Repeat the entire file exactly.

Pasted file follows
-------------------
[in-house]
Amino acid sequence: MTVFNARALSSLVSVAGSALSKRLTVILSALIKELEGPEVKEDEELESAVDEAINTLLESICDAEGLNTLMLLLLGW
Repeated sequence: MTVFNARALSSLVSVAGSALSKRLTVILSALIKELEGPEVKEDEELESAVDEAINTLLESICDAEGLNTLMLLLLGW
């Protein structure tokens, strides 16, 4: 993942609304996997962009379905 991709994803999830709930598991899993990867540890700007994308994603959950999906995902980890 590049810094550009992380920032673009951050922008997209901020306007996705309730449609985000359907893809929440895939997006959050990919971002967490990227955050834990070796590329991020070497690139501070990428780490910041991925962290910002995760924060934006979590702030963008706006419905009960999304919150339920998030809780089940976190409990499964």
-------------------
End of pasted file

[in-house]
Amino acid sequence: MTVFNARALSSLVSVAGSALSKRLTVILSALIKELEGPEVKEDEELESAVDEAINTLLESICDAEGLNTLMLLLLGW
Repeated sequence: MTVFNARALSSLVSVAGSALSKRLTVILSALIKELEGPEVKEDEELESAVDEAINTLLESICDAEGLNTLMLLLLGW
């Protein structure tokens, strides 16, 4: 993942609304996997962009379905 991709994803999830709930598991899993990867540890700007994308994603959950999906995902980890 590049810094550009992380920032673009951050922008997209901020306007996705309730449609985000359907893809929440895939997006959050990919971002967490990227955050834990070796590329991020070497690139501070990428780490910041991925962290910002995760924060934006979590702030963008706006419905009960999304919150339920998030809780089940976190409990499964």